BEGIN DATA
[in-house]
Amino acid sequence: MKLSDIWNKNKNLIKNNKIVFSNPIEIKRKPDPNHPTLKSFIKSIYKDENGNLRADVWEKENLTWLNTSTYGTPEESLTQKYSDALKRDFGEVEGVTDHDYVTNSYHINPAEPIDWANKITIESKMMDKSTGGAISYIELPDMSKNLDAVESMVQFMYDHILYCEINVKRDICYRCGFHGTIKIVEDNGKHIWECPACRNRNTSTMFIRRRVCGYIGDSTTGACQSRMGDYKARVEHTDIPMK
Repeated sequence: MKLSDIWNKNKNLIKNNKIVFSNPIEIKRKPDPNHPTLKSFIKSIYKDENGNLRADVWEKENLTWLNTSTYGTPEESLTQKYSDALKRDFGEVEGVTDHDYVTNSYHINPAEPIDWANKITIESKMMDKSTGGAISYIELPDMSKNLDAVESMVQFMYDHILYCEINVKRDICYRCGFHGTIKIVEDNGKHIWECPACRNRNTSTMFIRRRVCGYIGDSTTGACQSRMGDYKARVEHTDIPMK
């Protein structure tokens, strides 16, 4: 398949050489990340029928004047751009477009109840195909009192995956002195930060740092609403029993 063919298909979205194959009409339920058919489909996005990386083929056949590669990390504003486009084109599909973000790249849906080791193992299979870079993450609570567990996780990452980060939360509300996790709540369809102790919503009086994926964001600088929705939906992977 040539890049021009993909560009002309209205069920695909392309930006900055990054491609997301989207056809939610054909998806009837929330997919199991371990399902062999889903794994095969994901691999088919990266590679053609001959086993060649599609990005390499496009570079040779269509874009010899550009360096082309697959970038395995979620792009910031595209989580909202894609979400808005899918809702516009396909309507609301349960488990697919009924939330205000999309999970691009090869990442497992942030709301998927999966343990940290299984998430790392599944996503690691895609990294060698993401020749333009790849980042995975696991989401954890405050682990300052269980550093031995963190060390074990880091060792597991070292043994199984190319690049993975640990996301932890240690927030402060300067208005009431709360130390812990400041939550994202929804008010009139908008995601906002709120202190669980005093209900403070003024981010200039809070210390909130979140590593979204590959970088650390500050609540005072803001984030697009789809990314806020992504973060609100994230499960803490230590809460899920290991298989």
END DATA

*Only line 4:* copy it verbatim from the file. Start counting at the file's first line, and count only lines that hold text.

């Protein structure tokens, strides 16, 4: 398949050489990340029928004047751009477009109840195909009192995956002195930060740092609403029993 063919298909979205194959009409339920058919489909996005990386083929056949590669990390504003486009084109599909973000790249849906080791193992299979870079993450609570567990996780990452980060939360509300996790709540369809102790919503009086994926964001600088929705939906992977 040539890049021009993909560009002309209205069920695909392309930006900055990054491609997301989207056809939610054909998806009837929330997919199991371990399902062999889903794994095969994901691999088919990266590679053609001959086993060649599609990005390499496009570079040779269509874009010899550009360096082309697959970038395995979620792009910031595209989580909202894609979400808005899918809702516009396909309507609301349960488990697919009924939330205000999309999970691009090869990442497992942030709301998927999966343990940290299984998430790392599944996503690691895609990294060698993401020749333009790849980042995975696991989401954890405050682990300052269980550093031995963190060390074990880091060792597991070292043994199984190319690049993975640990996301932890240690927030402060300067208005009431709360130390812990400041939550994202929804008010009139908008995601906002709120202190669980005093209900403070003024981010200039809070210390909130979140590593979204590959970088650390500050609540005072803001984030697009789809990314806020992504973060609100994230499960803490230590809460899920290991298989």